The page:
Quote

I had not allocated memory for those pointers (I think I have allocated it correctly now though)

How many times is it possible for this function to be called? If it can be called more than once you will have a memory leak.

	void Shader::LoadShader(const char* shaderName, const std::string& path) 
		std::ifstream file(path); // Prefer using the constructor instead of calling open, and note "modern" C++ can use a std::string instead of a C-string.

		if (!file.good())
		{
			Logging::Log("Failed to open shader file : " + path); // Just pass a string for the path variable instead of converting the C-string to a string.
	//		char* txt = "NULL";  // This really should be const qualified, and you would be better off using array notation:
const char txt[] = "NULL"; // This is a compile time constant C-string that is local to this block, no dynamic memory involved.

			//m_shaderSource = new char[strlen(txt) + 1]; // If you use the above syntax you can use:
m_shaderSource = new char[sizeof(txt)];  // Note, no addition is necessary.

			m_shaderName = new char[strlen(txt) + 1];
			m_shaderPath = new char[strlen(txt) + 1];

			strcpy(m_shaderSource, "NULL");
			strcpy(m_shaderName, "NULL");
			strcpy(m_shaderPath, "NULL");
			delete txt;           // This is wrong. You can't delete or free memory you don't new or malloc.
			txt = nullptr;        // Again this is wrong, and it is not needed anyway. This variable goes out of scope at when the function returns.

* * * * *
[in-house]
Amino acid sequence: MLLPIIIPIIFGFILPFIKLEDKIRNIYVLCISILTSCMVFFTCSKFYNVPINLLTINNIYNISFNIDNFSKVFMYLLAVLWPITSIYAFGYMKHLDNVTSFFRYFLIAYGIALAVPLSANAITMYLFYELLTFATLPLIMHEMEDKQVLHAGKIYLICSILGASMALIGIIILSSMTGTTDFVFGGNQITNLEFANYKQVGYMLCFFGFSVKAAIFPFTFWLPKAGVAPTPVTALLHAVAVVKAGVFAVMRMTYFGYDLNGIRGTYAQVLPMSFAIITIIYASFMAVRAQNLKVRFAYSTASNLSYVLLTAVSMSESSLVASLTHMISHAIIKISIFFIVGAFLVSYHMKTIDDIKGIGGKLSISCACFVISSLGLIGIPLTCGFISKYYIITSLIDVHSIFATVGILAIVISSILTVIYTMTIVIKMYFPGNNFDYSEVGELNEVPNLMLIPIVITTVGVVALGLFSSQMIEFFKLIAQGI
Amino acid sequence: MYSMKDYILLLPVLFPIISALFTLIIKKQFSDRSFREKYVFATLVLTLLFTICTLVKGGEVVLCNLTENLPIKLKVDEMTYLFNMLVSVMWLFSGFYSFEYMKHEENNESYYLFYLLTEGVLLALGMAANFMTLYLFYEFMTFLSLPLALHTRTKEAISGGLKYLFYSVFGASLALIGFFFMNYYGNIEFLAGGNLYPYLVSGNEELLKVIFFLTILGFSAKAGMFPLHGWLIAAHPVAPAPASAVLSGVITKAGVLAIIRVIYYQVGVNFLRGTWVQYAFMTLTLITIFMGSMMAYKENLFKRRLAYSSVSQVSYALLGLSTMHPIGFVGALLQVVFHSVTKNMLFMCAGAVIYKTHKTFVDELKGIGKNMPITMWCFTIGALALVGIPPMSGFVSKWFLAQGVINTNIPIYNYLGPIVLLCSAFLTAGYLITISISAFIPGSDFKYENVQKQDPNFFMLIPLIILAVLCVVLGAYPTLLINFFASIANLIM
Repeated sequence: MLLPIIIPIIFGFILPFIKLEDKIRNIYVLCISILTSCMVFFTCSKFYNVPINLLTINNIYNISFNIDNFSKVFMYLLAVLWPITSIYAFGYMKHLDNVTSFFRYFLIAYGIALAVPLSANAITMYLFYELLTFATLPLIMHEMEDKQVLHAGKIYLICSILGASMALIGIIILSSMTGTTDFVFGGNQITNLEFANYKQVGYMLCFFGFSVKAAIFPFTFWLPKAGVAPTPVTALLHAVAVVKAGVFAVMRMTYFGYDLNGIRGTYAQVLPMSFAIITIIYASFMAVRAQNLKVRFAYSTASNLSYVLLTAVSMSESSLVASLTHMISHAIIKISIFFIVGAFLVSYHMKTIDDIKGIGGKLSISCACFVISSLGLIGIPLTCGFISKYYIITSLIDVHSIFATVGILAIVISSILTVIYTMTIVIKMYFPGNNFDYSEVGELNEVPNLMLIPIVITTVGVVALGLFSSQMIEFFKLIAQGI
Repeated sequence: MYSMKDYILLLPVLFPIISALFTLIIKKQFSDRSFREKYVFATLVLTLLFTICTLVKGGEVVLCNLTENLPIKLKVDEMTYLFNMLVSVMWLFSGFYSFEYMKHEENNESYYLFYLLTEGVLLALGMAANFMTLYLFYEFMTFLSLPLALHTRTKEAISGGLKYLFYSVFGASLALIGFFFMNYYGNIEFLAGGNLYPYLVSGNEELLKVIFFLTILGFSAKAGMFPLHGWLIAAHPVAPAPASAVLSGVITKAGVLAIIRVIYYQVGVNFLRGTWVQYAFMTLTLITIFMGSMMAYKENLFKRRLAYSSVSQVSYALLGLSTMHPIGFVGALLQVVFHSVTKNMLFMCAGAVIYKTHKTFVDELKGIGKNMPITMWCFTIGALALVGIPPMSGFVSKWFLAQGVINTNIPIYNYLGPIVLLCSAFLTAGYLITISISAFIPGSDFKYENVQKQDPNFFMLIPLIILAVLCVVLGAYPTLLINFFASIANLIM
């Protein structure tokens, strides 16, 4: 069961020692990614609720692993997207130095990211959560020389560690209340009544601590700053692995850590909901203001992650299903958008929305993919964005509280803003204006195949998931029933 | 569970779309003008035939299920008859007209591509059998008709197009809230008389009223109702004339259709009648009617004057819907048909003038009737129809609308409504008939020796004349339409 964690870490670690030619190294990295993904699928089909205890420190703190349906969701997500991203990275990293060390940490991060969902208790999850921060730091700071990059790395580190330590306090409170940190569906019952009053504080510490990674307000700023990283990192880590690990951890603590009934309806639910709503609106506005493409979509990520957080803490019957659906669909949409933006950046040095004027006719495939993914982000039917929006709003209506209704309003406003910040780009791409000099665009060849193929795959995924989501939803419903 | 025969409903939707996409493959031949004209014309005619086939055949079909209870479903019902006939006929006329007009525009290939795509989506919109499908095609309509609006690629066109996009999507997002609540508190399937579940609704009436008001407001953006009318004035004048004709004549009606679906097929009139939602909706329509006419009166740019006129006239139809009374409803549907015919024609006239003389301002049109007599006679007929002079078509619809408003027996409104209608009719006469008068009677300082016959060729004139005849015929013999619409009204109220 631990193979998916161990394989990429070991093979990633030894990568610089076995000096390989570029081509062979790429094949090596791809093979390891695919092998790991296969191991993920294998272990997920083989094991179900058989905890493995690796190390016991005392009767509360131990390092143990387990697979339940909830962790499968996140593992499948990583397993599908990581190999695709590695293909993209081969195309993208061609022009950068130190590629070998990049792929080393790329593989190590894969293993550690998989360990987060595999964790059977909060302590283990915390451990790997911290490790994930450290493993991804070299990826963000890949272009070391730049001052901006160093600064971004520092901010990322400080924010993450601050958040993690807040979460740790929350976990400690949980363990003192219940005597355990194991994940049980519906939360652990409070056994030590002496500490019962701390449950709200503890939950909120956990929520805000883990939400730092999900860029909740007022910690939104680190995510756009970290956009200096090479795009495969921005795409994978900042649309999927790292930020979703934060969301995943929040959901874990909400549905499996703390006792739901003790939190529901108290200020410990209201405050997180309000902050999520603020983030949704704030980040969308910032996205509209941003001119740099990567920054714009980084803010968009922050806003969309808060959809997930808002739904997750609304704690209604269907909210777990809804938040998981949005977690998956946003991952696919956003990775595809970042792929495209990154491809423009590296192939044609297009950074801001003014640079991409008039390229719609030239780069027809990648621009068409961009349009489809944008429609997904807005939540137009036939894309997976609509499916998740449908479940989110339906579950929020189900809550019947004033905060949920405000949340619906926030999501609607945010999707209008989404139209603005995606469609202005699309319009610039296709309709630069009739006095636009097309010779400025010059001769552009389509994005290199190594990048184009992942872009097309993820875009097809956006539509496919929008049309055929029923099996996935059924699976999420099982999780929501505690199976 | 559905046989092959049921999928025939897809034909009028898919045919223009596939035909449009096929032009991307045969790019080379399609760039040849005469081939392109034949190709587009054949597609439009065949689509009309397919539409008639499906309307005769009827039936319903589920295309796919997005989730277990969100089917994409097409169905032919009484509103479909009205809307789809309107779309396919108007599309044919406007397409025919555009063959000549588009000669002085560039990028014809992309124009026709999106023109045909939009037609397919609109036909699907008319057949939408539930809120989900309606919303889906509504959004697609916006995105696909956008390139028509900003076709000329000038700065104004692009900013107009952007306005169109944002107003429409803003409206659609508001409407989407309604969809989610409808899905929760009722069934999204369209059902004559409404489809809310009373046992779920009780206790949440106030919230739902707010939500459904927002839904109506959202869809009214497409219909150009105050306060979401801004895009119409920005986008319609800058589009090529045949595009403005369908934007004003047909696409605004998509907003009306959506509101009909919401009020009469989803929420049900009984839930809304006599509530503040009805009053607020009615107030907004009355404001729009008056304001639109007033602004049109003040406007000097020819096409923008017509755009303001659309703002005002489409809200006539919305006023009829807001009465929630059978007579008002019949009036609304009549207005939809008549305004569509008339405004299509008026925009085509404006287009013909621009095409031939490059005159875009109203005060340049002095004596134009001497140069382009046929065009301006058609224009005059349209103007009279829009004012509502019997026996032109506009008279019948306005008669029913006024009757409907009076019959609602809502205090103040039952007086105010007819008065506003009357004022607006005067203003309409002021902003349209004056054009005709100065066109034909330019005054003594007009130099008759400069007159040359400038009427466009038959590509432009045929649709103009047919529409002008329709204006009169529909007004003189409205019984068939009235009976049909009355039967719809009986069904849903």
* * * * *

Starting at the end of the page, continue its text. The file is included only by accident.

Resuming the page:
return;
		}

		std::string shaderSourceStr{ std::istreambuf_iterator<char>(file), std::istreambuf_iterator<char>() };
//		m_shaderSource = new char[strlen(shaderSourceStr.c_str()) + 1]; // No need for strlen() here, a string knows it's size.
m_shaderSource = new char[shaderSourceStr.size() + 1];
		m_shaderName = new char[strlen(shaderName) + 1];
		m_shaderPath = new char[strlen(path) + 1];
		strcpy(m_shaderSource, shaderSourceStr.c_str());
		strcpy(m_shaderName, shaderName);
		strcpy(m_shaderPath, path);

	//	file.close(); // No need to manually close the file, the file will be closed when the stream goes out of scope.
	}



Quote

, and I used malloc because I wanted to learn how that works as well, is there any downside to using malloc compared to new?

Yes there are downsides to using malloc in C++, first malloc() is not considered type safe and you must cast the return value to the proper type. This casting can cause hard to find bugs because compilers usually assume you know what you're doing and don't always issue diagnostics for potential misuse.

Quote

but I want to learn how to use those.

If you really want to learn those C topics maybe you should be learning C instead of C++. Even though C and C++ are related they are quite difference and using a lot of the C standard features are not necessarily good ideas in C++.

Quote

What do you mean by "not reading all advice given"?

I suggested using the proper C++ techniques, ie new and std::string to make getting your "large" program working correctly easier. C++ strings are much less error prone, they always know their size, can be compared using the "normal" comparison operators, and you don't need to worry about that pesky string termination character. Because of all of these reasons (and more) they help to eliminate a very large portion of the buffer overrun errors that plague C programs.

Jim
Was This Post Helpful? 0
  • +
  • -

  • (2 Pages)
  • +
  • 1
  • 2